Say She Can Stay Veil to Me
Father, the girl is a sheer sheet strung
above busted window, always facing
east, always morning.
Hush the sun. She’s too thin
for such prodding light, Father. Please
don’t say rot — no, not this
hot, clammy fight.
Say she’s only drying. I can see
she’s burning, no fading,
the sick pale, a shit sight.
I won’t draw her open. I’m not that
kind of kind. I could pack her up
in a trunk. I could hold her
folds in these soft-wrought hands.
Father, you won’t take her either,
for fuck’s sake, her night shakes,
pavement prayers. She’s unlatched —
stunk at the sill for years.
In Fear of Springtime
This winter has crumpled the strongest women I know
into bar receipts. I can’t bear see the shit sun, a two-year-old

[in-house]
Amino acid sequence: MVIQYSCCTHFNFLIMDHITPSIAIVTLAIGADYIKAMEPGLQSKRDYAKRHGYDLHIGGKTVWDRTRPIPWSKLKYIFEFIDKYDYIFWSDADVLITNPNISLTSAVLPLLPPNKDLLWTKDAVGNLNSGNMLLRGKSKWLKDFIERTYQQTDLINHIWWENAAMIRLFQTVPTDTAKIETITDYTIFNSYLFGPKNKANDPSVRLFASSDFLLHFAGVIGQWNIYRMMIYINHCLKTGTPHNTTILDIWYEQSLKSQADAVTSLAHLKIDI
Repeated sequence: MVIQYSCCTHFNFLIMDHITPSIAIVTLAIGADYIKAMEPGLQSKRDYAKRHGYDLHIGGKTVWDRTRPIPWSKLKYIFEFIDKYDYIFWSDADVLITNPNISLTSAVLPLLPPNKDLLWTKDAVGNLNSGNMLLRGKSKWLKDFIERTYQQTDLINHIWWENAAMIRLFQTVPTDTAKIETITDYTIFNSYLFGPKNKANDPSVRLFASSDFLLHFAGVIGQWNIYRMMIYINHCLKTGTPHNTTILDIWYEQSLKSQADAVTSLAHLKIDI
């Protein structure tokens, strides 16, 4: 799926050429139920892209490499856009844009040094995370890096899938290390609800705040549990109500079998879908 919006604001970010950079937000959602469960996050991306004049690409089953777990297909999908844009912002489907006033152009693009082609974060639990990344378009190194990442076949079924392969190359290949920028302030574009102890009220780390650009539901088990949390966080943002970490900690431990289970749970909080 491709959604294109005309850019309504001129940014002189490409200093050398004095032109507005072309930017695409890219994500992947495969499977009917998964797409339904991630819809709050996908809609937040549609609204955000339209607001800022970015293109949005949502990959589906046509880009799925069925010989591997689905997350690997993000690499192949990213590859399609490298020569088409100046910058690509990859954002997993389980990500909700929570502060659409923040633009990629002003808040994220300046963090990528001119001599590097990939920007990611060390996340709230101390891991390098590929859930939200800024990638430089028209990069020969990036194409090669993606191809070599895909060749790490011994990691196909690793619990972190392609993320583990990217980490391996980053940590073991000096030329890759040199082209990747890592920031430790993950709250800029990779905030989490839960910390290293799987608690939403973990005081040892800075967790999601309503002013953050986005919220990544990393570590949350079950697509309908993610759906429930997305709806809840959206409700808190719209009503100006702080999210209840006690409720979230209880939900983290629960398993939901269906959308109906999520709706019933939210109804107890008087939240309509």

bikini losing its form, skin creased beyond what love can repair.
Whiskey’d always bring the Jersey back to his mouth.
Last time I slept next to him there were no sheets.
I dreamt we were better approximations of lovers —
less, I told you Baby I’m nothing good, less bravado.
I swear I’ve never been held by anything like daylight.
At least this coldness freezes the fight in everyone.
The nights are soundless. I don’t know much
about guns, but even vengeance takes effort.
I slept in his body like a casket. I’m not sure what I stink of.
I am mostly bruised fruit. I’ve never proven capable of creating
anything. My body, a useless pit —I forget my blessings
and build gods out of bar stools and Tom Waits impersonators.
Stevie Edwards is an MFA candidate at Cornell University. Her first book of poetry, Good Grief, was published by Write Bloody Publishing in April 2012. She is the Editor-in-Chief of Muzzle Magazine, Editor of 4th & Verse Books, and Head Honcho of Brusque Magazine. Her poetry is published or forthcoming in Verse Daily, Rattle, Indiana Review, Southern Indiana Review, PANK, and Vinyl.